dental extractions etc. in patient with valvular heart disease, septal defect, patent ductus, or history of endocarditis

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  • NICE suggest that healthcare professionals should regard people with the following cardiac conditions as being at risk of developing infective endocarditis:

    • acquired valvular heart disease with stenosis or regurgitation

    • valve replacement

    • structural congenital heart disease, including surgically corrected or palliated structural conditions, but excluding isolated atrial septal defect, fully repaired ventricular septal defect or fully repaired patent ductus
      arteriosus, and closure devices that are judged to be endothelialised

    • previous infective endocarditis

    • hypertrophic cardiomyopathy

  • NICE have also given guidance concerning use of antibiotic prophylaxis against infective endocarditis
    • antibiotic prophylaxis against infective endocarditis is not recommended routinely:
      • for people undergoing dental procedures
      • for people undergoing non-dental procedures at the following sites :
        • upper and lower gastrointestinal tract
        • genitourinary tract; this includes urological, gynaecological and obstetric procedures, and childbirth
        • upper and lower respiratory tract; this includes ear, nose and throat procedures and bronchoscopy o chlorhexidine mouthwash should not be offered as prophylaxis against infective endocarditis to people at risk of infective endocarditis undergoing dental procedures
    • infection
      • any episodes of infection in people at risk of infective endocarditis should be investigated and treated promptly to reduce the risk of endocarditis developing
      • if a person at risk of infective endocarditis is receiving antimicrobial therapy because they are undergoing a gastrointestinal or genitourinary procedure at a site where there is a suspected infection, the person should receive an antibiotic that covers organisms that cause infective endocarditis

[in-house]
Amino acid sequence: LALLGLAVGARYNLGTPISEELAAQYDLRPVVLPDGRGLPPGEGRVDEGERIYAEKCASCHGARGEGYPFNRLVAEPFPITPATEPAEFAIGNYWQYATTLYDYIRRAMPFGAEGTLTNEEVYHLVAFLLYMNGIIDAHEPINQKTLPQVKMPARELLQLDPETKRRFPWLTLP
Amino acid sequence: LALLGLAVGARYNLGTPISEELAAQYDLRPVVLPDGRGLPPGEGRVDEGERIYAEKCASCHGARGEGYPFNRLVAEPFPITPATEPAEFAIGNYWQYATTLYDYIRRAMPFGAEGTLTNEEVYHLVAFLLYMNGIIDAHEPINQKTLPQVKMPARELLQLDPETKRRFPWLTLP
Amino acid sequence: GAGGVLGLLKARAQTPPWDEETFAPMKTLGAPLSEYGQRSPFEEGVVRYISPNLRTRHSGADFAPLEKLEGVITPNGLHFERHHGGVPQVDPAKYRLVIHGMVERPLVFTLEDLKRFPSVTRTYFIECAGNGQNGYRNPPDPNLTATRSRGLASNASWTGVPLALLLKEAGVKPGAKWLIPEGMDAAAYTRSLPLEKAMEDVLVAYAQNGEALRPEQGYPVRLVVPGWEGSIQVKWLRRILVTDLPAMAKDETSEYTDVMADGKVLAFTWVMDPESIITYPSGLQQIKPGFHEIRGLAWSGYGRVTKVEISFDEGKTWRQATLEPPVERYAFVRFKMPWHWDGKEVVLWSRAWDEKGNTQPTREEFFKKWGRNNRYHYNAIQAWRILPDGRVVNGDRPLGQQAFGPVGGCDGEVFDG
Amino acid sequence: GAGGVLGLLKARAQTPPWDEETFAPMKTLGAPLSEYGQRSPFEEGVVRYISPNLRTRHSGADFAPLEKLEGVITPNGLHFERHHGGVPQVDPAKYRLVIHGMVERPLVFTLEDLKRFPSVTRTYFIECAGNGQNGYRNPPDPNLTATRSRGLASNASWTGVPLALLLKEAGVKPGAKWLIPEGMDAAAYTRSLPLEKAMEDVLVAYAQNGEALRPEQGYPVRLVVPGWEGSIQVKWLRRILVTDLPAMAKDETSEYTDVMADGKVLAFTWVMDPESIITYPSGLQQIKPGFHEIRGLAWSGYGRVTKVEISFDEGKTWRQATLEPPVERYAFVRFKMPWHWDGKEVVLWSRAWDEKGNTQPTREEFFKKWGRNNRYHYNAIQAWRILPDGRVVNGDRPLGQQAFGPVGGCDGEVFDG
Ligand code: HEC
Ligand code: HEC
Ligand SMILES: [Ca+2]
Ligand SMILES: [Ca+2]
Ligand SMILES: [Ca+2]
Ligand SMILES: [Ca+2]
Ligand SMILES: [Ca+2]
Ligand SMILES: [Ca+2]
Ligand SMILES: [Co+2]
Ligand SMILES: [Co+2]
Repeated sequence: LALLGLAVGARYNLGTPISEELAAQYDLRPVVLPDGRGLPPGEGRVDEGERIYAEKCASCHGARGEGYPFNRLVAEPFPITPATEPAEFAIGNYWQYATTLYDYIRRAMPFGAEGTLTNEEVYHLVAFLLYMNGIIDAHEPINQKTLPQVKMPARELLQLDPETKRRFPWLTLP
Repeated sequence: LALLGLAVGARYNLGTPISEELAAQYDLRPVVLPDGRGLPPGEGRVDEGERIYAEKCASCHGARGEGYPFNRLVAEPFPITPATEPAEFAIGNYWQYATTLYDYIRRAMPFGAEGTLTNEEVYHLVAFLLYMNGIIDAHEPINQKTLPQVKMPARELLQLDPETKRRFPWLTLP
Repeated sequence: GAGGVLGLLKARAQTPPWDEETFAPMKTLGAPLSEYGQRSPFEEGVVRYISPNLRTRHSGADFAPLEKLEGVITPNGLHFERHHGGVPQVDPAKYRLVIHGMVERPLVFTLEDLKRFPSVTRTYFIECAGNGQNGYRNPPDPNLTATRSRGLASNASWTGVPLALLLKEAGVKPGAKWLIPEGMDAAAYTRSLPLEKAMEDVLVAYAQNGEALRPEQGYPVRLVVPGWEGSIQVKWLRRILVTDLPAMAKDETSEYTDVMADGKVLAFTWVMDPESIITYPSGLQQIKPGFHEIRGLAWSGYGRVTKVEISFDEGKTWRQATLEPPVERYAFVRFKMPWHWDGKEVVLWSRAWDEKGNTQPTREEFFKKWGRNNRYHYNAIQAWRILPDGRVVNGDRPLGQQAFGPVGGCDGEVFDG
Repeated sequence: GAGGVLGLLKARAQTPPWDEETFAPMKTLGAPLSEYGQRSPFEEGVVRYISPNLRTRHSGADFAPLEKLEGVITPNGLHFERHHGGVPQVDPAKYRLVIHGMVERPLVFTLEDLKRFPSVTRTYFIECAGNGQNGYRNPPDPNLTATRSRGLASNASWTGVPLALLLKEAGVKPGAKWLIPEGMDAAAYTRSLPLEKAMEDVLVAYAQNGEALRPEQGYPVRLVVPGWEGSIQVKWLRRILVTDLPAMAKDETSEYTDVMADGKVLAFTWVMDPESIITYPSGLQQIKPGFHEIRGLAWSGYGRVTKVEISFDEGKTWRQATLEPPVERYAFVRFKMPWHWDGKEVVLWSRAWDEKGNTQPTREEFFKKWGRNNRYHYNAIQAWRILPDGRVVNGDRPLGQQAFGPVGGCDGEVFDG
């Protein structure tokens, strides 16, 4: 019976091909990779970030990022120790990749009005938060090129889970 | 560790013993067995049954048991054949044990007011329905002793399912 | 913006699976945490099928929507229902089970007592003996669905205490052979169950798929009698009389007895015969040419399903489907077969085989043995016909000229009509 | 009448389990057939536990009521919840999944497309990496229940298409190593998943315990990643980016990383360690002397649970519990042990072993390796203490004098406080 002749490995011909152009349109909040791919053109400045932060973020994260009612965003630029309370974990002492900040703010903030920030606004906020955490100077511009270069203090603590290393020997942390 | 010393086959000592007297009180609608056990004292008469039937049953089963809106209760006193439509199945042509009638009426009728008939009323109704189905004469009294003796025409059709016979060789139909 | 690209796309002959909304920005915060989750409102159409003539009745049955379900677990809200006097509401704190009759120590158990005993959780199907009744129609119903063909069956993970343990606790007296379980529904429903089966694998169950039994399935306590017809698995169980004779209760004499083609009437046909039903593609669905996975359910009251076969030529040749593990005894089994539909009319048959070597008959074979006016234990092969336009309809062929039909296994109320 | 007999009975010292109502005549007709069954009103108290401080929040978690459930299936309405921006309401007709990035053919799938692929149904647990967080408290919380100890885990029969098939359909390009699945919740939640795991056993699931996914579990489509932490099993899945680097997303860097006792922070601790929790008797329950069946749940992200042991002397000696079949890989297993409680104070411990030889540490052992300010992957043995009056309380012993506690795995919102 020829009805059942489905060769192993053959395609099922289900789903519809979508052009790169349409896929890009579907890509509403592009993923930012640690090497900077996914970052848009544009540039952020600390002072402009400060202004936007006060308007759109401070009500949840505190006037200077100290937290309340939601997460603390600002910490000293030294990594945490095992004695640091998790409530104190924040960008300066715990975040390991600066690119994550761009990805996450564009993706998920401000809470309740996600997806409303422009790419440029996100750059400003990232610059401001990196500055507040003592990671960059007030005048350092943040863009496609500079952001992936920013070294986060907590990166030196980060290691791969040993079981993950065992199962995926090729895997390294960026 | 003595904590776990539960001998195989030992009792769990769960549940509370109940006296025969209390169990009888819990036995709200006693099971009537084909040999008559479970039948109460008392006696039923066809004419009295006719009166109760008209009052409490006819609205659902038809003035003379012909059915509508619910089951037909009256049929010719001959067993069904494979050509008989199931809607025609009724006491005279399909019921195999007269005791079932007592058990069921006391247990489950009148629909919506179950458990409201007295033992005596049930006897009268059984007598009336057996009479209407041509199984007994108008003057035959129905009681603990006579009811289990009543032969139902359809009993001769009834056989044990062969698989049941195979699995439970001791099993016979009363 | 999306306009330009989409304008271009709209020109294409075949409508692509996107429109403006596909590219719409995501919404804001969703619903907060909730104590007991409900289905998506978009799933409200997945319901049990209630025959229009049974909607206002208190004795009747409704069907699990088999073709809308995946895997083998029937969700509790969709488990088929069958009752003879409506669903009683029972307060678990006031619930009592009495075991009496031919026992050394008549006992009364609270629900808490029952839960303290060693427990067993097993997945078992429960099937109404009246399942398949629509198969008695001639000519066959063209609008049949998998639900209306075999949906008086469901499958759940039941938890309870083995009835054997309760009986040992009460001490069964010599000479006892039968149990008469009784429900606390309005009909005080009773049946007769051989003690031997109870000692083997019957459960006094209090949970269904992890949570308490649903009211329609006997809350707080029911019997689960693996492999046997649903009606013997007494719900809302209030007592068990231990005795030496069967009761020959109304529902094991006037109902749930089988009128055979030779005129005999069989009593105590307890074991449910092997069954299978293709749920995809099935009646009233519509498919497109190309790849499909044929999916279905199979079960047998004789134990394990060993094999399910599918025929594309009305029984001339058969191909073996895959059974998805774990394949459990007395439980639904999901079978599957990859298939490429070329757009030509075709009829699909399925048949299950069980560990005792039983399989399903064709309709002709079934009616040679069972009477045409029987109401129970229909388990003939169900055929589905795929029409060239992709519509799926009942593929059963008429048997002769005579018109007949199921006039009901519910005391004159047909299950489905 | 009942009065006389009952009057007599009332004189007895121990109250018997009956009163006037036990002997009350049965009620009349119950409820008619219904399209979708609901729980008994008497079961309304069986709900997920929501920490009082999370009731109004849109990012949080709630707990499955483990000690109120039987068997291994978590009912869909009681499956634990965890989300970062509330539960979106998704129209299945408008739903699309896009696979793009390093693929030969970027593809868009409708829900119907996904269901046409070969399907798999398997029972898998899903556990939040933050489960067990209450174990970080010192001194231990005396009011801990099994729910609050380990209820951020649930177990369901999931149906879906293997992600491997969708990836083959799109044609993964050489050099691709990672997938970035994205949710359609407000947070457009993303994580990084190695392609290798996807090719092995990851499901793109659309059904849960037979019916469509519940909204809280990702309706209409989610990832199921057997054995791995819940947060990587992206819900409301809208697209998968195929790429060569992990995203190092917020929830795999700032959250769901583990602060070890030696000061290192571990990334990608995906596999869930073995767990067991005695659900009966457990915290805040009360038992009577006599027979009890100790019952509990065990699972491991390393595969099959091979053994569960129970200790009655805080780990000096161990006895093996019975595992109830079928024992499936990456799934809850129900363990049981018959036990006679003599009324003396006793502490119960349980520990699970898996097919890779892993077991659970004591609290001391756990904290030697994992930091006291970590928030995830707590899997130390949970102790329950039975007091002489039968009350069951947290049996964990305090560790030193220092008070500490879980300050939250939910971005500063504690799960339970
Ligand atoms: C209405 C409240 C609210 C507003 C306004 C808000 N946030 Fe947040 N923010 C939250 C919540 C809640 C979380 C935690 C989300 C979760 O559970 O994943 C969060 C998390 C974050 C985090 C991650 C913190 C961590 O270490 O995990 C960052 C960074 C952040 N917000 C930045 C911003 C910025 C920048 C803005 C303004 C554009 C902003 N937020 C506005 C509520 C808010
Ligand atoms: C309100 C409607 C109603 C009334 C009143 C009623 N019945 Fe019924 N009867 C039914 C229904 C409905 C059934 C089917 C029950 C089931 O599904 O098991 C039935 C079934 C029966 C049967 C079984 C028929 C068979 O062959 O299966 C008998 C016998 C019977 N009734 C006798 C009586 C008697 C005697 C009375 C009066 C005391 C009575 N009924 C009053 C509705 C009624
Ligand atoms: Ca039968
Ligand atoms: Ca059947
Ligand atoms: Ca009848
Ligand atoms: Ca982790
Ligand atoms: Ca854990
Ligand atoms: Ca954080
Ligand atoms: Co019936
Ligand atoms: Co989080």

A systematic review about antibiotics to prevent complications following tooth extractions concluded(2):

  • low-certainty evidence that prophylactic antibiotics may reduce the risk of infection and dry socket following third molar extraction when compared to placebo, and very low-certainty evidence of no increase in the risk of adverse effects
  • on average, treating 19 healthy patients with prophylactic antibiotics may stop one person from getting an infection
  • unclear whether the evidence in this review is generalisable to patients with concomitant illnesses or patients at a higher risk of infection
  • due to the increasing prevalence of bacteria that are resistant to antibiotic treatment, clinicians should evaluate if and when to prescribe prophylactic antibiotic therapy before a dental extraction for each patient on the basis of the patient's clinical conditions (healthy or affected by systemic pathology) and level of risk from infective complications
  • immunocompromised patients, in particular,indeed anindividualised approach in consultation with their treating medical specialist

Reference:

Last edited 03/2021 and last reviewed 03/2021